I have the following code that splits a combination of names on either the word and or the & ampersand:

    var name = 'Ron & Peggy Sue'; //or 'Ron and Peggy Sue';

    if ( name.indexOf('&') > -1 ){
        names = name.split(/ & /g);

    if ( name.toLowerCase().indexOf(' and ') > -1 ) {
        names = name.split(/ and /gi);

Its returns an array of names like:

names = ['Ron', 'Peggy Sue']; //regardless of `&` or `and` separator

I was trying to combine these two conditions into one, but the results were not what I wanted. I know there must be a better way. How can the above code be improved?


1 Answer 1


You were almost there. You can use pipe (a|b) to designate the regex to look for both a and b. With that knowledge your split is as easy as:

var name = 'Ron & Peggy Sue and Darin Douglass';
names = name.split(/\s(?:and|&)\s/ig);

EDIT: The syntax (?:...) is whats called non-capturing parens. These match the regex provided as '...' but it does not remember the matches. The problem with the simple /\s(and|&)\s/ig/ was that the words and and & would be matched. This new syntax 'matches' them but does not remember (i.e. report) them. Thanks to @cbojar for the pointer.

Also, there is no need to check for either delimiter in name. If none exist it will simply return a single-element array with name as its element.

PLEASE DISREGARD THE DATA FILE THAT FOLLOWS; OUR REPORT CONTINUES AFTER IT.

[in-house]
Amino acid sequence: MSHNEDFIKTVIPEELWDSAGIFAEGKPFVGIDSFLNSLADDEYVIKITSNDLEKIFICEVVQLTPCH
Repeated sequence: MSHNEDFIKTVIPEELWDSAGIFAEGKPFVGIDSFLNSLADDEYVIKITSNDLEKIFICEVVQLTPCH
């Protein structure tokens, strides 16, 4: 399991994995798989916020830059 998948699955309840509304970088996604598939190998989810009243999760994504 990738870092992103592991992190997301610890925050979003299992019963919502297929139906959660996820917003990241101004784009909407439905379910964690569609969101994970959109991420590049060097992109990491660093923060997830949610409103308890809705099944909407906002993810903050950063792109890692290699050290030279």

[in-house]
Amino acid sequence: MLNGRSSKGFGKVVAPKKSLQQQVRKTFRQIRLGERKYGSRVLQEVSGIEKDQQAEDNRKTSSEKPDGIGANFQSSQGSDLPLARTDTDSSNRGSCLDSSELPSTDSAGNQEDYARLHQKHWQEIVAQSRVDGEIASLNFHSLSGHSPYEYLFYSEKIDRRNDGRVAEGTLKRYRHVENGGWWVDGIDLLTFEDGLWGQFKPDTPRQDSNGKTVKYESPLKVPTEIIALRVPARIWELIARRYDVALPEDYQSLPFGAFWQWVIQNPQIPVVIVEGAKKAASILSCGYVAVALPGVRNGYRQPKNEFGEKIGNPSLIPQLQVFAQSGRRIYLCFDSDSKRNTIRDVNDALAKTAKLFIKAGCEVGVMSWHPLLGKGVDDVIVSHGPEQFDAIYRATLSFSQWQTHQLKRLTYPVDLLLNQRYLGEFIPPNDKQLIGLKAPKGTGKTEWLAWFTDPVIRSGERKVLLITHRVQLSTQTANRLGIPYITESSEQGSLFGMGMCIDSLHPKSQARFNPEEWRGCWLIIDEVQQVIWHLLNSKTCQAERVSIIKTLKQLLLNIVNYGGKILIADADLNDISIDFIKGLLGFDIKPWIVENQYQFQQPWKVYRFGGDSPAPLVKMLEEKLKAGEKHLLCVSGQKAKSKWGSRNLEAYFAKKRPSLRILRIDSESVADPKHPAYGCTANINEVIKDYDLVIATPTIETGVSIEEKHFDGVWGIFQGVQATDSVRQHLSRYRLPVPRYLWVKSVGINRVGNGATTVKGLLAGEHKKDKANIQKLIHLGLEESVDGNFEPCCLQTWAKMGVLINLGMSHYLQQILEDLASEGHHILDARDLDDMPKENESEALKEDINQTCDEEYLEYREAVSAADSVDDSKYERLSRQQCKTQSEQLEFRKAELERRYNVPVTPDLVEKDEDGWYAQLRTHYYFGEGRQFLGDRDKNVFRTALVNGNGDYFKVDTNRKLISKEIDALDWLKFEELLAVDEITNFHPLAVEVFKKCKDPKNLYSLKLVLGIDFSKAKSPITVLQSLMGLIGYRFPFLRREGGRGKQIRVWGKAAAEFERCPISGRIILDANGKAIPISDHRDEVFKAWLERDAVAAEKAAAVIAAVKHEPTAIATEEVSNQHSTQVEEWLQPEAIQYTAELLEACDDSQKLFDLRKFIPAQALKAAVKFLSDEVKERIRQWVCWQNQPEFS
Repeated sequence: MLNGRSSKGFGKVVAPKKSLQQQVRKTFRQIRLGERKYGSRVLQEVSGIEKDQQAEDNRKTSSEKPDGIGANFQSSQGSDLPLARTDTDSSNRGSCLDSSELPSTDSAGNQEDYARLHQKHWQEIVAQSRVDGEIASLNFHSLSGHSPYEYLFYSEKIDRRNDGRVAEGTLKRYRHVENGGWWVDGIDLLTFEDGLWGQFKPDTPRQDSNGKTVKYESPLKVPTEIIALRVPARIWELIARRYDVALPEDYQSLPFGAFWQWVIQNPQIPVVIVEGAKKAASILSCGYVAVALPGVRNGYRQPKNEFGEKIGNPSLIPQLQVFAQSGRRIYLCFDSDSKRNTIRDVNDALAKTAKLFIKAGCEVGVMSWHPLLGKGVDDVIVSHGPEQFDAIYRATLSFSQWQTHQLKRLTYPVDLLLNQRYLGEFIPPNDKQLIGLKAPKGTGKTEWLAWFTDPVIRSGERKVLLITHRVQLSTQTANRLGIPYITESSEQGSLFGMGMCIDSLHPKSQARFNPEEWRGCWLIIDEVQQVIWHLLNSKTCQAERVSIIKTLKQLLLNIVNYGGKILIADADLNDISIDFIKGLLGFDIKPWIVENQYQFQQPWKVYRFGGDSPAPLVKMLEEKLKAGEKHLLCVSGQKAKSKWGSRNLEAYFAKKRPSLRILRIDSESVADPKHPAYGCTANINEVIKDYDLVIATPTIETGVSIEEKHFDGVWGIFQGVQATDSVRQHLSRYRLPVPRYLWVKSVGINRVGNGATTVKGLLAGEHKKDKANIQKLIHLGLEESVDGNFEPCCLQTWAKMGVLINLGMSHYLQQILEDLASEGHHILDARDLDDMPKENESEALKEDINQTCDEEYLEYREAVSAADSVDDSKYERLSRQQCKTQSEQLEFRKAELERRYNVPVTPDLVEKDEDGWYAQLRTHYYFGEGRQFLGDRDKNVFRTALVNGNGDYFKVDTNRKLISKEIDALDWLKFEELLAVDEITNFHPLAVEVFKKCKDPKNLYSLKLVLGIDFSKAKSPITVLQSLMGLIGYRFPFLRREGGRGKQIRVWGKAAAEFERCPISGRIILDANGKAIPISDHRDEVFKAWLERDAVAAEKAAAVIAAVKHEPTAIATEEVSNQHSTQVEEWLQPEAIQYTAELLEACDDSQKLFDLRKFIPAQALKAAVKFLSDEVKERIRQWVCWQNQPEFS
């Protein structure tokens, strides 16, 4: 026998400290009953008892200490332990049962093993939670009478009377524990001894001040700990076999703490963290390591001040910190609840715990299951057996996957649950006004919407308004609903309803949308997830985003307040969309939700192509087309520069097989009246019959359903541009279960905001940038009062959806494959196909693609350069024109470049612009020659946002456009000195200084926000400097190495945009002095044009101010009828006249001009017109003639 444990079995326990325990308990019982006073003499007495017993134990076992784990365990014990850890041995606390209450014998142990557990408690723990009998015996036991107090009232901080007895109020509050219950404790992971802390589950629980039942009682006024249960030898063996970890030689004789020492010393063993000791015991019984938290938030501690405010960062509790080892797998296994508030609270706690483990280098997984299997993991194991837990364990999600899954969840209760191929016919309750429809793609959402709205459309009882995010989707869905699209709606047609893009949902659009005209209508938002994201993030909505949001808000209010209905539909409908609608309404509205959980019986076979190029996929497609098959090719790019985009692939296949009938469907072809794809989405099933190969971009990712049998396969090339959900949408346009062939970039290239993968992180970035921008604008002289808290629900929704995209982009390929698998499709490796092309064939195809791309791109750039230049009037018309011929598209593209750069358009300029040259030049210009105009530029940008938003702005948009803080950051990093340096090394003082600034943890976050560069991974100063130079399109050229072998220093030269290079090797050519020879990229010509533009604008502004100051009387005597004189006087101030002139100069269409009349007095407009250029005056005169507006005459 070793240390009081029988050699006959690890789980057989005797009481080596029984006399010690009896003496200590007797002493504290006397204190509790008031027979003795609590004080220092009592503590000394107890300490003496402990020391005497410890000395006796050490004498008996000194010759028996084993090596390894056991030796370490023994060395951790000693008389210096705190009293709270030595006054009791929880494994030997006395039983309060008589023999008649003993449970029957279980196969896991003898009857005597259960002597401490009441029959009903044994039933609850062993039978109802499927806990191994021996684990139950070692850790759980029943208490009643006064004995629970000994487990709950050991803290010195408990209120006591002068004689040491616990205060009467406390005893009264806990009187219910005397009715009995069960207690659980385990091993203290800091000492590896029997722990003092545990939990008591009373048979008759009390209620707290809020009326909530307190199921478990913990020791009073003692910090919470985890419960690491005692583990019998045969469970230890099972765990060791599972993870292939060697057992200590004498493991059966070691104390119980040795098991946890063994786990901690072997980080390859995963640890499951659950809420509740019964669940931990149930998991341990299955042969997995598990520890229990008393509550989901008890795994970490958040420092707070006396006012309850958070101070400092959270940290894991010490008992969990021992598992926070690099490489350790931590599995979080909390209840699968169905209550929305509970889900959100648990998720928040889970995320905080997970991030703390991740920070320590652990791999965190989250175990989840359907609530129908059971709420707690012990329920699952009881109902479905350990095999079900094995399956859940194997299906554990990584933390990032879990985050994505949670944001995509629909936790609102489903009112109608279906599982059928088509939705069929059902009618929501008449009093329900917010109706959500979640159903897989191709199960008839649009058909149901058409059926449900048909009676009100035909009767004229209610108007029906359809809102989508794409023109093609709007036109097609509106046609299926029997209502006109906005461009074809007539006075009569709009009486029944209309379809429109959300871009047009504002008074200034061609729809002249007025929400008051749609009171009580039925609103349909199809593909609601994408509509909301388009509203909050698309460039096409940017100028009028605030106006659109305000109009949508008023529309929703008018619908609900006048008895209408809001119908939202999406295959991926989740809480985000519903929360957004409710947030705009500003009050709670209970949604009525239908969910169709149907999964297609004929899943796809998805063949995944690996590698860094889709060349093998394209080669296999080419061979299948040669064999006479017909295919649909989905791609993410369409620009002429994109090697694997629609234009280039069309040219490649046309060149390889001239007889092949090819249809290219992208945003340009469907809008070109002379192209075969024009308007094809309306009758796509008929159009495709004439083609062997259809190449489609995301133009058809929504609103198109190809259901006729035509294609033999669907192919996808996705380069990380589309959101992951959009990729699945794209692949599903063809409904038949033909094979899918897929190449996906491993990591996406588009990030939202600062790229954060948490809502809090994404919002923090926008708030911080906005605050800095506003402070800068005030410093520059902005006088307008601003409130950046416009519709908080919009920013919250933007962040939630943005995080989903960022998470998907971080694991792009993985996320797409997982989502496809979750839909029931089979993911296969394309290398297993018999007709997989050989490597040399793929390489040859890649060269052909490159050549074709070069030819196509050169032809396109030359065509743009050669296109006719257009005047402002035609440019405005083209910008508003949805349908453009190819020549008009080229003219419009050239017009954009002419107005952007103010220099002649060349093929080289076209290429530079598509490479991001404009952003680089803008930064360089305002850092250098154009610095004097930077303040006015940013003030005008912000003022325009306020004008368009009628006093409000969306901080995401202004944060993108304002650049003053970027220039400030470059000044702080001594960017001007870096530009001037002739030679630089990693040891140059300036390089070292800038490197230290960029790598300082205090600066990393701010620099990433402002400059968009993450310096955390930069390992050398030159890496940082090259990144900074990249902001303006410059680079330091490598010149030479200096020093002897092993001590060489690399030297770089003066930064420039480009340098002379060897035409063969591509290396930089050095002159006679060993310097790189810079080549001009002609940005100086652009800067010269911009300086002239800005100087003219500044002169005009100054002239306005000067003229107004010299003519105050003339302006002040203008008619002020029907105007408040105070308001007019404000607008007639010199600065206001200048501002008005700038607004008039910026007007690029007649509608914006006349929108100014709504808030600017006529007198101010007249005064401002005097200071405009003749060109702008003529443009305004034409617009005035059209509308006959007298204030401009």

• \$\begingroup\$ Totally nit-picking, but rather than repeat the spaces surrounding the two words, I'd say / (and|&) /ig - or /\b(and|&)\b/ig \$\endgroup\$
    – Flambino
    May 27, 2014 at 13:43
  • \$\begingroup\$ Agreed. Thats a better solution in any case :D \$\endgroup\$ May 27, 2014 at 13:45
  • \$\begingroup\$ The problem with using (and|&) is that it is captured: ["Ron & Peggy Sue ", "and", " Darin Douglass"] \$\endgroup\$
    – chovy
    May 27, 2014 at 17:27
  • 1
    \$\begingroup\$ You could try with non-capturing parens (?:and|&) and the whitespace delimiter \w. \$\endgroup\$
    – cbojar
    May 27, 2014 at 18:30
  • 1
    \$\begingroup\$ \w is a word delimiter, not a whitespace delimiter, afaik. \$\endgroup\$
    – chovy
    May 29, 2014 at 3:51

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